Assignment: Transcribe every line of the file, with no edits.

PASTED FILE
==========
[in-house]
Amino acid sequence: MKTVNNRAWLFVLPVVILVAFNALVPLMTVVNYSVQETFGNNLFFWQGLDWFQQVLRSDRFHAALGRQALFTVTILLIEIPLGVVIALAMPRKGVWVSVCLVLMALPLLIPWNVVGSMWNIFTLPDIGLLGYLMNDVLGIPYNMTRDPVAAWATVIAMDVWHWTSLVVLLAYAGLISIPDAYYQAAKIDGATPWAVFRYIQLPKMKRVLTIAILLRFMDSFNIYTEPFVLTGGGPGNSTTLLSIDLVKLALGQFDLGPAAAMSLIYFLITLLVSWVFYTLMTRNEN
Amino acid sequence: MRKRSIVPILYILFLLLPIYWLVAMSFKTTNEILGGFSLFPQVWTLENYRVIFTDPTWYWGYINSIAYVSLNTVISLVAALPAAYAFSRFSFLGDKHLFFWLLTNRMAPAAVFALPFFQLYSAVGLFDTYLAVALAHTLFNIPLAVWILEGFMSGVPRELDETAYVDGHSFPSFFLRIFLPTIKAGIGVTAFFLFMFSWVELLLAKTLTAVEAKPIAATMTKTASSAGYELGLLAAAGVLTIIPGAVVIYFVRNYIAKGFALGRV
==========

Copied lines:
[in-house]
Amino acid sequence: MKTVNNRAWLFVLPVVILVAFNALVPLMTVVNYSVQETFGNNLFFWQGLDWFQQVLRSDRFHAALGRQALFTVTILLIEIPLGVVIALAMPRKGVWVSVCLVLMALPLLIPWNVVGSMWNIFTLPDIGLLGYLMNDVLGIPYNMTRDPVAAWATVIAMDVWHWTSLVVLLAYAGLISIPDAYYQAAKIDGATPWAVFRYIQLPKMKRVLTIAILLRFMDSFNIYTEPFVLTGGGPGNSTTLLSIDLVKLALGQFDLGPAAAMSLIYFLITLLVSWVFYTLMTRNEN
Amino acid sequence: MRKRSIVPILYILFLLLPIYWLVAMSFKTTNEILGGFSLFPQVWTLENYRVIFTDPTWYWGYINSIAYVSLNTVISLVAALPAAYAFSRFSFLGDKHLFFWLLTNRMAPAAVFALPFFQLYSAVGLFDTYLAVALAHTLFNIPLAVWILEGFMSGVPRELDETAYVDGHSFPSFFLRIFLPTIKAGIGVTAFFLFMFSWVELLLAKTLTAVEAKPIAATMTKTASSAGYELGLLAAAGVLTIIPGAVVIYFVRNYIAKGFALGRV